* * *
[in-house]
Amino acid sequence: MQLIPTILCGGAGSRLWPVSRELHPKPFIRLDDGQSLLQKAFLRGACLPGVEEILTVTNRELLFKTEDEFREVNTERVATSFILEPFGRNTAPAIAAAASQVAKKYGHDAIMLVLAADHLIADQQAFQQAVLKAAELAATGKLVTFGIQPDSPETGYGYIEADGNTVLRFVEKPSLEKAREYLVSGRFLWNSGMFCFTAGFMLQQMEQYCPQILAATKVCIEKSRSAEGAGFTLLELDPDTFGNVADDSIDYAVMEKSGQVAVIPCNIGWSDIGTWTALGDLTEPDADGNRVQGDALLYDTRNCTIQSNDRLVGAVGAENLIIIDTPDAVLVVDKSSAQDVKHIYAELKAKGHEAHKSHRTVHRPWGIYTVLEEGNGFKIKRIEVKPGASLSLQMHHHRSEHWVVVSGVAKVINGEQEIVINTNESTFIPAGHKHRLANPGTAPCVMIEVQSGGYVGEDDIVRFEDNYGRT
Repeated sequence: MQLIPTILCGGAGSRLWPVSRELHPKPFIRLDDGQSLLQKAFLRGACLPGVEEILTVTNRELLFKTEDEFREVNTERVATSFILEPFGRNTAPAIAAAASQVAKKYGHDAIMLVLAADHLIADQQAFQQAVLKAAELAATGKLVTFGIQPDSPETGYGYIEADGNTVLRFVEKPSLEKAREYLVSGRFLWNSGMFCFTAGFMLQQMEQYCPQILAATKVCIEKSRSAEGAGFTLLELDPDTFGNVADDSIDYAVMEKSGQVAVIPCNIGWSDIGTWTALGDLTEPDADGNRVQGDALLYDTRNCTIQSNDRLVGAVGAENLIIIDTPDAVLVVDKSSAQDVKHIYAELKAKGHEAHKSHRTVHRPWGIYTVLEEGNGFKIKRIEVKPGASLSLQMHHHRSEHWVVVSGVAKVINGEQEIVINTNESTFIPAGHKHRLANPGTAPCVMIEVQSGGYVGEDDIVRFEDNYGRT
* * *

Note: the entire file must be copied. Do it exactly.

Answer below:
[in-house]
Amino acid sequence: MQLIPTILCGGAGSRLWPVSRELHPKPFIRLDDGQSLLQKAFLRGACLPGVEEILTVTNRELLFKTEDEFREVNTERVATSFILEPFGRNTAPAIAAAASQVAKKYGHDAIMLVLAADHLIADQQAFQQAVLKAAELAATGKLVTFGIQPDSPETGYGYIEADGNTVLRFVEKPSLEKAREYLVSGRFLWNSGMFCFTAGFMLQQMEQYCPQILAATKVCIEKSRSAEGAGFTLLELDPDTFGNVADDSIDYAVMEKSGQVAVIPCNIGWSDIGTWTALGDLTEPDADGNRVQGDALLYDTRNCTIQSNDRLVGAVGAENLIIIDTPDAVLVVDKSSAQDVKHIYAELKAKGHEAHKSHRTVHRPWGIYTVLEEGNGFKIKRIEVKPGASLSLQMHHHRSEHWVVVSGVAKVINGEQEIVINTNESTFIPAGHKHRLANPGTAPCVMIEVQSGGYVGEDDIVRFEDNYGRT
Repeated sequence: MQLIPTILCGGAGSRLWPVSRELHPKPFIRLDDGQSLLQKAFLRGACLPGVEEILTVTNRELLFKTEDEFREVNTERVATSFILEPFGRNTAPAIAAAASQVAKKYGHDAIMLVLAADHLIADQQAFQQAVLKAAELAATGKLVTFGIQPDSPETGYGYIEADGNTVLRFVEKPSLEKAREYLVSGRFLWNSGMFCFTAGFMLQQMEQYCPQILAATKVCIEKSRSAEGAGFTLLELDPDTFGNVADDSIDYAVMEKSGQVAVIPCNIGWSDIGTWTALGDLTEPDADGNRVQGDALLYDTRNCTIQSNDRLVGAVGAENLIIIDTPDAVLVVDKSSAQDVKHIYAELKAKGHEAHKSHRTVHRPWGIYTVLEEGNGFKIKRIEVKPGASLSLQMHHHRSEHWVVVSGVAKVINGEQEIVINTNESTFIPAGHKHRLANPGTAPCVMIEVQSGGYVGEDDIVRFEDNYGRT